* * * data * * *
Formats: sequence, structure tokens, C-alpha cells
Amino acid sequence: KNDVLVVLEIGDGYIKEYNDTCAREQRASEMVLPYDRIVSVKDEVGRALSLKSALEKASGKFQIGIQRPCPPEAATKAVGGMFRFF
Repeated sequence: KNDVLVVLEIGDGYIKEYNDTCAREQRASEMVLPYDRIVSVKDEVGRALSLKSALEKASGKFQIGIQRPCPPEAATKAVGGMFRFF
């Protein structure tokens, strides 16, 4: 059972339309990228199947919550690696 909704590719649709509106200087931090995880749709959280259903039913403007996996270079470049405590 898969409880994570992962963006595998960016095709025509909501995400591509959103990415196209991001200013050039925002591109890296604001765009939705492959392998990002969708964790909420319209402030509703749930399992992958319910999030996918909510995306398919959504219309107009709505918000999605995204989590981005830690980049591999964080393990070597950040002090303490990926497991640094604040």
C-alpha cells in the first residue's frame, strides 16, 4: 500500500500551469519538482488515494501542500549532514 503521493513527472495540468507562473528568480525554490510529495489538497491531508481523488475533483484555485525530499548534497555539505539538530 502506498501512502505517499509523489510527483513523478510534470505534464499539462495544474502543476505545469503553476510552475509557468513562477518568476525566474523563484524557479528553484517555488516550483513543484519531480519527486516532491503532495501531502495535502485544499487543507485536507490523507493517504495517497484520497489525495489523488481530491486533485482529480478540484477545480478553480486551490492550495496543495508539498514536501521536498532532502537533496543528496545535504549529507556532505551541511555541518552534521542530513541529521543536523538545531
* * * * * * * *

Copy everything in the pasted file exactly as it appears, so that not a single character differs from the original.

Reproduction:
Formats: sequence, structure tokens, C-alpha cells
Amino acid sequence: KNDVLVVLEIGDGYIKEYNDTCAREQRASEMVLPYDRIVSVKDEVGRALSLKSALEKASGKFQIGIQRPCPPEAATKAVGGMFRFF
Repeated sequence: KNDVLVVLEIGDGYIKEYNDTCAREQRASEMVLPYDRIVSVKDEVGRALSLKSALEKASGKFQIGIQRPCPPEAATKAVGGMFRFF
């Protein structure tokens, strides 16, 4: 059972339309990228199947919550690696 909704590719649709509106200087931090995880749709959280259903039913403007996996270079470049405590 898969409880994570992962963006595998960016095709025509909501995400591509959103990415196209991001200013050039925002591109890296604001765009939705492959392998990002969708964790909420319209402030509703749930399992992958319910999030996918909510995306398919959504219309107009709505918000999605995204989590981005830690980049591999964080393990070597950040002090303490990926497991640094604040």
C-alpha cells in the first residue's frame, strides 16, 4: 500500500500551469519538482488515494501542500549532514 503521493513527472495540468507562473528568480525554490510529495489538497491531508481523488475533483484555485525530499548534497555539505539538530 502506498501512502505517499509523489510527483513523478510534470505534464499539462495544474502543476505545469503553476510552475509557468513562477518568476525566474523563484524557479528553484517555488516550483513543484519531480519527486516532491503532495501531502495535502485544499487543507485536507490523507493517504495517497484520497489525495489523488481530491486533485482529480478540484477545480478553480486551490492550495496543495508539498514536501521536498532532502537533496543528496545535504549529507556532505551541511555541518552534521542530513541529521543536523538545531